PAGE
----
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2016 Expert views

Single Market and Capital Markets Union – European Commission’s View on the Role of Financial Market Infrastructures

By Eric de Gay de Nexon, Head of Strategy Market Infrastructures for SGSS - 2016

“There is an open question regarding the commitment of the European Commission to market integration in the wake of the UK vote to leave the European Union. Will the same level of resources be available for dealing with harmonization and standardization initiatives in the post trading area? Or will resources be diverted into efforts related to the exit of the UK from the Union? If there is no political will to commit to further integration and harmonization work, progress will be difficult.”

 

A functioning Single Market stimulates competition and trade, improves efficiency, raises quality, and helps cut costs. Complemented by the Capital Markets Union, the European Commission’s vision is to create deeper and more integrated capital markets to lower costs and make the market more resilient. How far are we from achieving this vision and what challenges need to be overcome? What is the role of Financial Market Infrastructures? What will be the tangible benefits for market participants and end-users?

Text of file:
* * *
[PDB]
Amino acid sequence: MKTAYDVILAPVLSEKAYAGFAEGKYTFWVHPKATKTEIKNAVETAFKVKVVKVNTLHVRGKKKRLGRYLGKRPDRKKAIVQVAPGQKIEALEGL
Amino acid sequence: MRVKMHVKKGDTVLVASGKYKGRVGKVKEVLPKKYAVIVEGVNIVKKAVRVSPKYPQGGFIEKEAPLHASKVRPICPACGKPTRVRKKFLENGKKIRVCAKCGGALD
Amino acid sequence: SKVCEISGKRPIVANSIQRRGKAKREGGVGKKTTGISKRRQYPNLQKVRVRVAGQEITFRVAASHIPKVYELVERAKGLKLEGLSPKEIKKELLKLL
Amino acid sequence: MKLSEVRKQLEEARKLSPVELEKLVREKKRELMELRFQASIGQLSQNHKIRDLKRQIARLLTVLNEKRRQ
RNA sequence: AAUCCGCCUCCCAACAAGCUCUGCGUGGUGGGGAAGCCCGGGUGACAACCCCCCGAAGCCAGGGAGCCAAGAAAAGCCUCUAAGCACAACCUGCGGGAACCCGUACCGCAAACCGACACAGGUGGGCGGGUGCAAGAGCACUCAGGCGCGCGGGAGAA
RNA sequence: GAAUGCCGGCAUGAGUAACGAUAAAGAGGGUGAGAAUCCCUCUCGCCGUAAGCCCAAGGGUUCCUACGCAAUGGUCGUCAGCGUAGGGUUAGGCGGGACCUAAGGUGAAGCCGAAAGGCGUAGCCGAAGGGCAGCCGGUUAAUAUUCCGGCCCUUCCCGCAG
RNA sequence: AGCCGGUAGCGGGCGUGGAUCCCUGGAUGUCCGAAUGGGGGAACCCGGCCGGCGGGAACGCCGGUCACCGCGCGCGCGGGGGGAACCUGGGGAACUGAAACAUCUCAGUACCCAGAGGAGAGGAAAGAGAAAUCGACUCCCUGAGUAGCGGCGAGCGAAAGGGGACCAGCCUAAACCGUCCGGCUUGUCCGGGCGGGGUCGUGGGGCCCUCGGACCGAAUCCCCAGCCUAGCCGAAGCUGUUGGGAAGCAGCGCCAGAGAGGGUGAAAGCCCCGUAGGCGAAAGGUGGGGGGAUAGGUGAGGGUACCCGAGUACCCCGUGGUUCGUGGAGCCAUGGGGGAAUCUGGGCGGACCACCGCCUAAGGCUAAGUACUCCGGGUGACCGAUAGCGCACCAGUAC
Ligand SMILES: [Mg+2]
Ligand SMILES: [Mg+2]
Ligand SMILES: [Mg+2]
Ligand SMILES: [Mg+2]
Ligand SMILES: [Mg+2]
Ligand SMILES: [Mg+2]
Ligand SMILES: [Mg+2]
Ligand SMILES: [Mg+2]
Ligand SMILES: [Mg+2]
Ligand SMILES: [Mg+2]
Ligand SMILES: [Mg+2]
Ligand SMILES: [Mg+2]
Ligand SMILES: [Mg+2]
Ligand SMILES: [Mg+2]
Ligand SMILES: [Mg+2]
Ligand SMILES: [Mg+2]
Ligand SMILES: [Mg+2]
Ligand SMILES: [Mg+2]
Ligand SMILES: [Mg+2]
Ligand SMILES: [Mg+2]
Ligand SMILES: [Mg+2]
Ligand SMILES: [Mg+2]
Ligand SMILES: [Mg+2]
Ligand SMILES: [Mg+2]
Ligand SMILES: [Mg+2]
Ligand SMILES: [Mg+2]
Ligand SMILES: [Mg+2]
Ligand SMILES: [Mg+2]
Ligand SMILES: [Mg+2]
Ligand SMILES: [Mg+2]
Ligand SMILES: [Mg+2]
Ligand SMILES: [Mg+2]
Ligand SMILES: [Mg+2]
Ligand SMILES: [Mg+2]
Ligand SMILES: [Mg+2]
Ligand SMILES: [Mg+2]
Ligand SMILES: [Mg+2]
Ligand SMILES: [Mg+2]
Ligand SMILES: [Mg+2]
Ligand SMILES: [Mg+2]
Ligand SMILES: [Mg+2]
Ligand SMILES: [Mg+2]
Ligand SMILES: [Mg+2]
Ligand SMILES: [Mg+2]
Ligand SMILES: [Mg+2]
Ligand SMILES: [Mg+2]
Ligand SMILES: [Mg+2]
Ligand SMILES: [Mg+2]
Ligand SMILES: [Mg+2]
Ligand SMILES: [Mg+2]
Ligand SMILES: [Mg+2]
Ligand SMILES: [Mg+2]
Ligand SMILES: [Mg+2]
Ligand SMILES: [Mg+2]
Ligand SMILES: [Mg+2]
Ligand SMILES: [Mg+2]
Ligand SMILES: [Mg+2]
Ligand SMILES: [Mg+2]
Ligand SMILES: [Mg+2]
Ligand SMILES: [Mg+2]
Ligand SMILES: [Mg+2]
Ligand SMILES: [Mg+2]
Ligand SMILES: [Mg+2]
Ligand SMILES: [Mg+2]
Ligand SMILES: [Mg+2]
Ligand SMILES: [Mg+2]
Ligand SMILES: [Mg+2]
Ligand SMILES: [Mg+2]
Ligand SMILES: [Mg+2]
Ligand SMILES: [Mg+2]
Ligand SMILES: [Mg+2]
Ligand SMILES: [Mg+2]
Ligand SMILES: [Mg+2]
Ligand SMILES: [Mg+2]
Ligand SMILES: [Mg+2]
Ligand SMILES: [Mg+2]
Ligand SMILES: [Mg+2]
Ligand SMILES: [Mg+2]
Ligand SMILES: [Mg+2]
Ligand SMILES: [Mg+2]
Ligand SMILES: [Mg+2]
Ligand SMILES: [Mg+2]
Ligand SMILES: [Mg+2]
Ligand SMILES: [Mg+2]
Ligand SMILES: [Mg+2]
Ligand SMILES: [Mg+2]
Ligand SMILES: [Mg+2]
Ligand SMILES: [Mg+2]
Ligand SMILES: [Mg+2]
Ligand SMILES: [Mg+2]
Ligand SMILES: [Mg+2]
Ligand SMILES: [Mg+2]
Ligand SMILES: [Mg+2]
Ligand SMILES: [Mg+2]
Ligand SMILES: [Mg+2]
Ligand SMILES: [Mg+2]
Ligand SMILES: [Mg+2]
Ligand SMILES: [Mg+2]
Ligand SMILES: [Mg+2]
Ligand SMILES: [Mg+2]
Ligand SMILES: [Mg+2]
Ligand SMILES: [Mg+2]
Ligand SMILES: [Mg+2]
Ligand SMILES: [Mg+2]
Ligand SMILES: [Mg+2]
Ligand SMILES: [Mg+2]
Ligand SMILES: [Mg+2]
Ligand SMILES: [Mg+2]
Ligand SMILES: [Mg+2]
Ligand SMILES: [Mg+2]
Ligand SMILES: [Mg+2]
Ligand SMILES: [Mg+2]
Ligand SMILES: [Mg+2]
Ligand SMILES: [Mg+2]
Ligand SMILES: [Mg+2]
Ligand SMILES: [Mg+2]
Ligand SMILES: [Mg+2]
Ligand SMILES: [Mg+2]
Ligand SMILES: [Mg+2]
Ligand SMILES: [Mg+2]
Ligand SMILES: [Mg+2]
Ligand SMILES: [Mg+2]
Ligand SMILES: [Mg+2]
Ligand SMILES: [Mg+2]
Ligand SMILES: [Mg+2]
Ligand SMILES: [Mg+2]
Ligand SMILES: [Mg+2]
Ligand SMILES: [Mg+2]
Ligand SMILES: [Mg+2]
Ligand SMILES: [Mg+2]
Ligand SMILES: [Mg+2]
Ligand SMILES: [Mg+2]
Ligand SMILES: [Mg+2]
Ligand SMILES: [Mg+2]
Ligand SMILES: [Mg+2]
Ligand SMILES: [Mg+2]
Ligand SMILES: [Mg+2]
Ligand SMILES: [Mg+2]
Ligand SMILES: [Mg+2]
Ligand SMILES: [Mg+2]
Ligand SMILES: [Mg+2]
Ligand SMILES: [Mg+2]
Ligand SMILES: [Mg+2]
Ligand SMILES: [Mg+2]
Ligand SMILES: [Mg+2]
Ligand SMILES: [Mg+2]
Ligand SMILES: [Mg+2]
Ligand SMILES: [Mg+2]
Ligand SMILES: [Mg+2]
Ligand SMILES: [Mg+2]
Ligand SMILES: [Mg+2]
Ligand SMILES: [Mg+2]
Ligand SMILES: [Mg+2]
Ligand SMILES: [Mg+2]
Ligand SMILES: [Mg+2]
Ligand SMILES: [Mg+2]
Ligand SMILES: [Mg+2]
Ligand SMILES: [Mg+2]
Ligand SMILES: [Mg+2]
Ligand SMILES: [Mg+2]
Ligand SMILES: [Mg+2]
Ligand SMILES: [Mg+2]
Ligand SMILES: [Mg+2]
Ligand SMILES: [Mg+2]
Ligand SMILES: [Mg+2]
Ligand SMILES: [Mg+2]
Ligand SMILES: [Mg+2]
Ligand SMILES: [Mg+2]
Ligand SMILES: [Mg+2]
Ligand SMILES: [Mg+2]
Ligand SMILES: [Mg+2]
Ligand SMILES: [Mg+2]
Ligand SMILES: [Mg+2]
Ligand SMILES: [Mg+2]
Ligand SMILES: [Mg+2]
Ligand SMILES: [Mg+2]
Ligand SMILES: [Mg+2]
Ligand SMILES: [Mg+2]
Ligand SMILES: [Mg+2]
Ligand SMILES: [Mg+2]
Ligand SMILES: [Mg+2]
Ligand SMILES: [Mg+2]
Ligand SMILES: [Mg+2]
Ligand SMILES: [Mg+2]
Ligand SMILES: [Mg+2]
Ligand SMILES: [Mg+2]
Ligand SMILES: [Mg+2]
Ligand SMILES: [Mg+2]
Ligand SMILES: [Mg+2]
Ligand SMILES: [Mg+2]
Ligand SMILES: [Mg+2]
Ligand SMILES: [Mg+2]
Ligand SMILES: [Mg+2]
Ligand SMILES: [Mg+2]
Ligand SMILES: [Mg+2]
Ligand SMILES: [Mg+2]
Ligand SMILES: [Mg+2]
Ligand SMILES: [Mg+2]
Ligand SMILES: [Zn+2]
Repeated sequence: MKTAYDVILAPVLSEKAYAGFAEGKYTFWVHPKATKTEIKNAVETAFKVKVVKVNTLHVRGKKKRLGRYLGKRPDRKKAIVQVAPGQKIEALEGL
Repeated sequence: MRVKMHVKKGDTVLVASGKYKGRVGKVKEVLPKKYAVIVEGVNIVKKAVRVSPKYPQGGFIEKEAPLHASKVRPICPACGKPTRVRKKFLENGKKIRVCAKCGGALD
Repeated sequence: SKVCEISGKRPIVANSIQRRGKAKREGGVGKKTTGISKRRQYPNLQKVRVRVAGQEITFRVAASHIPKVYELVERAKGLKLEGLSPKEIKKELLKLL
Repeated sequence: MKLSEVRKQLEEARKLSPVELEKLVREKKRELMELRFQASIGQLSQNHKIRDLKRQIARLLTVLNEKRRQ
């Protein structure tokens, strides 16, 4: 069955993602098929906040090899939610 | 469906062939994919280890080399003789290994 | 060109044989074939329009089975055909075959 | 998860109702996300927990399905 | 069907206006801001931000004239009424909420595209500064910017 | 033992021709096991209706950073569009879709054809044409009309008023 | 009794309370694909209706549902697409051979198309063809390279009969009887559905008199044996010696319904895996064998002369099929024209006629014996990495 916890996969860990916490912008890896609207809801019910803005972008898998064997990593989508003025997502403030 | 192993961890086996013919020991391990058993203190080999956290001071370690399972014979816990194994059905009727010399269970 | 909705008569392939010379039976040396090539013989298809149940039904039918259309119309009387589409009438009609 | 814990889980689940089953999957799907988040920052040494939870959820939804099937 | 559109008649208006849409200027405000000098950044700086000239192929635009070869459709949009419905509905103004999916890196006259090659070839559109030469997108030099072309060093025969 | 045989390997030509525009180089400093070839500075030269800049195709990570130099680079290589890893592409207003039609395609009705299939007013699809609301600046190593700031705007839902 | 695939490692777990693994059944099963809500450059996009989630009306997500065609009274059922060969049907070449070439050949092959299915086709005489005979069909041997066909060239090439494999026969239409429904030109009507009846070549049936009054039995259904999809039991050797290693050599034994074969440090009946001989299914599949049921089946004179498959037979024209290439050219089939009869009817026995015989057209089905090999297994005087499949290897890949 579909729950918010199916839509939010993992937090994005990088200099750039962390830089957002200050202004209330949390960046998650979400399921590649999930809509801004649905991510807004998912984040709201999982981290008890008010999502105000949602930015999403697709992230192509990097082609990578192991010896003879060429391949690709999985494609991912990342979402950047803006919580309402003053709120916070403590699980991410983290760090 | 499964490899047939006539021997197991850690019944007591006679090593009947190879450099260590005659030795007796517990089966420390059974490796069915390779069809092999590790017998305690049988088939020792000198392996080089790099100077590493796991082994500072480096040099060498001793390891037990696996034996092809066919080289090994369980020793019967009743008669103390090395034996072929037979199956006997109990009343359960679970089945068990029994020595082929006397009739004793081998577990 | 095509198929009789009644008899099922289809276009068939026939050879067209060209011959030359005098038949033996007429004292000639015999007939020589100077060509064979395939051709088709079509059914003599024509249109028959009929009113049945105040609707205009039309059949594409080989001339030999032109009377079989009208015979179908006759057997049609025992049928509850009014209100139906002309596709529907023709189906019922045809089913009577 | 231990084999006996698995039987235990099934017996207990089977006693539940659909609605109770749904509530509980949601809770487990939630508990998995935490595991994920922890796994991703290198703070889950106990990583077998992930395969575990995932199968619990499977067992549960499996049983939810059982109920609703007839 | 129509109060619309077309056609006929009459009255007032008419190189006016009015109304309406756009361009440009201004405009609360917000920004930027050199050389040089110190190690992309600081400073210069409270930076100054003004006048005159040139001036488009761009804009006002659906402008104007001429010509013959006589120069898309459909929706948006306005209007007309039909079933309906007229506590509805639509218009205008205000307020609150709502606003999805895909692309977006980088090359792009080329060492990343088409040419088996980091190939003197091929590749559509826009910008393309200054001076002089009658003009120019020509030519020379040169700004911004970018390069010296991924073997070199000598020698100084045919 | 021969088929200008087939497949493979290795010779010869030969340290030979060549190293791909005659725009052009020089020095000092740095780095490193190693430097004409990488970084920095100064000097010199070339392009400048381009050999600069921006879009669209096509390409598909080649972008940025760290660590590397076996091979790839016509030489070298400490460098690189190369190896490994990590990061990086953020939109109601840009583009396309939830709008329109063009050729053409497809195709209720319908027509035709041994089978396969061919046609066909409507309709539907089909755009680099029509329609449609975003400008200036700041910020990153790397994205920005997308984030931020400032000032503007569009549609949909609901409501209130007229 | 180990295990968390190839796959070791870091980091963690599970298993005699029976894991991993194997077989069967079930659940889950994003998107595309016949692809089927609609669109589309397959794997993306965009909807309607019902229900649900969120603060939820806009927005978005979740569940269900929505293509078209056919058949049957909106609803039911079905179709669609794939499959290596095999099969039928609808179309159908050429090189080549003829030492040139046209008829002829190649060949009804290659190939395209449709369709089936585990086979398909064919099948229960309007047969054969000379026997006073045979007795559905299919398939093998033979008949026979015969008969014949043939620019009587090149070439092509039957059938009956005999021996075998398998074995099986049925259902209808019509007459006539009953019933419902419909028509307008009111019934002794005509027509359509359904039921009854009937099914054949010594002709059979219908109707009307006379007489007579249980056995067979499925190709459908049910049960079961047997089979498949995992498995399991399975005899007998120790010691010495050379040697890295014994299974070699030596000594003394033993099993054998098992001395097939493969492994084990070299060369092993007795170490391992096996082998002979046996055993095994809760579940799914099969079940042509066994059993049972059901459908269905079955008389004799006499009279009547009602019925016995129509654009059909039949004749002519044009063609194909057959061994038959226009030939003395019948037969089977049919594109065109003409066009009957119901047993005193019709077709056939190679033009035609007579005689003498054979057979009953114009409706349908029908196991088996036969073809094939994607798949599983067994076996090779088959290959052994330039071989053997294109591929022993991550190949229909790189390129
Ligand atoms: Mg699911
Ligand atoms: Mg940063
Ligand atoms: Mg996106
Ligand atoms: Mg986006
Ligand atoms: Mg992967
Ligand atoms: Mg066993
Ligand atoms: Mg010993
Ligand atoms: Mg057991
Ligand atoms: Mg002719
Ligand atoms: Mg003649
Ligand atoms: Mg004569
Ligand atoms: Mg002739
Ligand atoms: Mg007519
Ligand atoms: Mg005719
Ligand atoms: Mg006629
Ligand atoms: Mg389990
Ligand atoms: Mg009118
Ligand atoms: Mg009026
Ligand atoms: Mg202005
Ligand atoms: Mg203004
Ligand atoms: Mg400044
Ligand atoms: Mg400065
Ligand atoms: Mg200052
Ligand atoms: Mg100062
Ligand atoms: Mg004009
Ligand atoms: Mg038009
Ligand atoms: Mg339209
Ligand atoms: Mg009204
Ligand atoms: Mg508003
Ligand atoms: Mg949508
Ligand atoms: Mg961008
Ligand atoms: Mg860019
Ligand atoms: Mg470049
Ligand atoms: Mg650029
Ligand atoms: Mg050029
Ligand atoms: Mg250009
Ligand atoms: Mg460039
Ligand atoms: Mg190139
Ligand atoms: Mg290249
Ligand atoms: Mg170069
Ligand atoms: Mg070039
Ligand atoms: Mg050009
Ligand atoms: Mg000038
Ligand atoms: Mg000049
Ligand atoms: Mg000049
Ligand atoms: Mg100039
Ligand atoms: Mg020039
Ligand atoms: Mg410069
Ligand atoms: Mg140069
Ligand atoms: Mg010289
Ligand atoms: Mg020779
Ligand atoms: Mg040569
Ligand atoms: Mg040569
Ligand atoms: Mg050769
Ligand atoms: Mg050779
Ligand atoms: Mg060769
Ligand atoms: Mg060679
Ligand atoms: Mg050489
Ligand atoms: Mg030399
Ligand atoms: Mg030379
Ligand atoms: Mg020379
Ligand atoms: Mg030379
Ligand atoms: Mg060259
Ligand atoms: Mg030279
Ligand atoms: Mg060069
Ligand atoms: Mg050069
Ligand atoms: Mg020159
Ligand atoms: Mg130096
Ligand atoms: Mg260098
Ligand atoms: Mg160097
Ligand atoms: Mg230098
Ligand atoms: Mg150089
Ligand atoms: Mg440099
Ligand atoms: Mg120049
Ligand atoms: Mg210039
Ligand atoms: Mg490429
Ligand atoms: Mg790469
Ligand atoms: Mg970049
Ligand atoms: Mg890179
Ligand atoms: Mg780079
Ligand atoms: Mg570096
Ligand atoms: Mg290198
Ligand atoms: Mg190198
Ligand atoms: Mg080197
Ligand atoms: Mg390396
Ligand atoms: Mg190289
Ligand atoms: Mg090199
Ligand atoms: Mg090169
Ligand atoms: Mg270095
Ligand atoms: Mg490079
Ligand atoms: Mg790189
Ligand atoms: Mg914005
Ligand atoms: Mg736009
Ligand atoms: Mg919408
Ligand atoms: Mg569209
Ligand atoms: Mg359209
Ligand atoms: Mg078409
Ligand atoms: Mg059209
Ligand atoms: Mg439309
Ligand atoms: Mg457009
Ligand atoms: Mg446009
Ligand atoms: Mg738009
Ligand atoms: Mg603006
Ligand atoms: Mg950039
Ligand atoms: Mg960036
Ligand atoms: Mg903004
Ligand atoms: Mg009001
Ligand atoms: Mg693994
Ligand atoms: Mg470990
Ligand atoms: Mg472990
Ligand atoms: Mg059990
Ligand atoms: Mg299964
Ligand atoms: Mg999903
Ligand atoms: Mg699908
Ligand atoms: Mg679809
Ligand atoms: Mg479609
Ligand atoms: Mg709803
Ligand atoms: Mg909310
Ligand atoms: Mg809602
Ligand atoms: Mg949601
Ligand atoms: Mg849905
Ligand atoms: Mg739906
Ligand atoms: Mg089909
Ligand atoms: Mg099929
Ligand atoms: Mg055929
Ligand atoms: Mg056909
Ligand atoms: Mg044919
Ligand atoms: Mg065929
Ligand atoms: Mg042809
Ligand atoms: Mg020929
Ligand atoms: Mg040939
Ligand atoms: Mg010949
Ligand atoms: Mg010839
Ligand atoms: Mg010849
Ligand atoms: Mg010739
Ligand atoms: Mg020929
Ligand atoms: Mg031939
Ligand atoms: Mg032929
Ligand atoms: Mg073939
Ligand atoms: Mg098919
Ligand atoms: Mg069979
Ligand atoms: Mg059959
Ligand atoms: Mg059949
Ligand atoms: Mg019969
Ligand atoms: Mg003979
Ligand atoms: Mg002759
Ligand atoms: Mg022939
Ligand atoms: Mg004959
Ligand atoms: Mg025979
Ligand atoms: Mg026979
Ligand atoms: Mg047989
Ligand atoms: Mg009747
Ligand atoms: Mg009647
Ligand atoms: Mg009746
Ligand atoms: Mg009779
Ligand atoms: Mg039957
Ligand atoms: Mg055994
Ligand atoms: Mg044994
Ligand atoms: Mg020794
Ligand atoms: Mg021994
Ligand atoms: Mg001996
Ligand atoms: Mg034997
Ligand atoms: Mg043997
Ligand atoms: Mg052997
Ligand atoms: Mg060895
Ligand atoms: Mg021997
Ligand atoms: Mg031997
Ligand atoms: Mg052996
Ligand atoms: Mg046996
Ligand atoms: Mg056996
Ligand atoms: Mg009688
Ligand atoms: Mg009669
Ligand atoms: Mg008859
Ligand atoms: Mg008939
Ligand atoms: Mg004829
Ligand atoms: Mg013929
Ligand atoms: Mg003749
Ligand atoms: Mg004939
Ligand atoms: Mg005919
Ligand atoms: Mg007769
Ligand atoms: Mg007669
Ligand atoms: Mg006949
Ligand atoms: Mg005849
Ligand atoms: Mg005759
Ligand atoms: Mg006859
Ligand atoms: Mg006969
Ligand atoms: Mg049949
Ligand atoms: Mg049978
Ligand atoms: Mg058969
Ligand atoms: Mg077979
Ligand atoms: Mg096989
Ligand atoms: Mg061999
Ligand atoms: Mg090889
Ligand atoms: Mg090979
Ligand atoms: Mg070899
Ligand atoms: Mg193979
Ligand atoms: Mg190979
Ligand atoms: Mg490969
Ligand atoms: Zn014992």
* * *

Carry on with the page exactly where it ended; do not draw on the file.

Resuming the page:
• The creation of a single financial market and capital markets union is a very long story. Sixteen years ago the Giovannini Group started work on identifying barriers to integration of Europe’s capital markets. Fifteen barriers were found in total, the removal of which would create a harmonised technical, legal and fiscal environment in financial markets. This harmonised environment would help to develop cross-border investments and also to foster a consolidation in the number of market infrastructures. However, the aim to remove all barriers by 2006 was not met and has still not been achieved, even if some progress has been made to pave the way towards further harmonisation and consolidation.
  • The number of market infrastructures across the European Union has increased since 2000, eased by regulations such as MIFID in 2007, but also CSDR and EMIR. And as MiFID II comes into effect, even more market infrastructures will emerge, including multiple consolidated tape providers. This is the result of the European Commission’s desire to promote competition, whereas market participants would prefer a utility approach to some functions that they consider non-competitive. A utility will help to keep costs down and improve efficiency.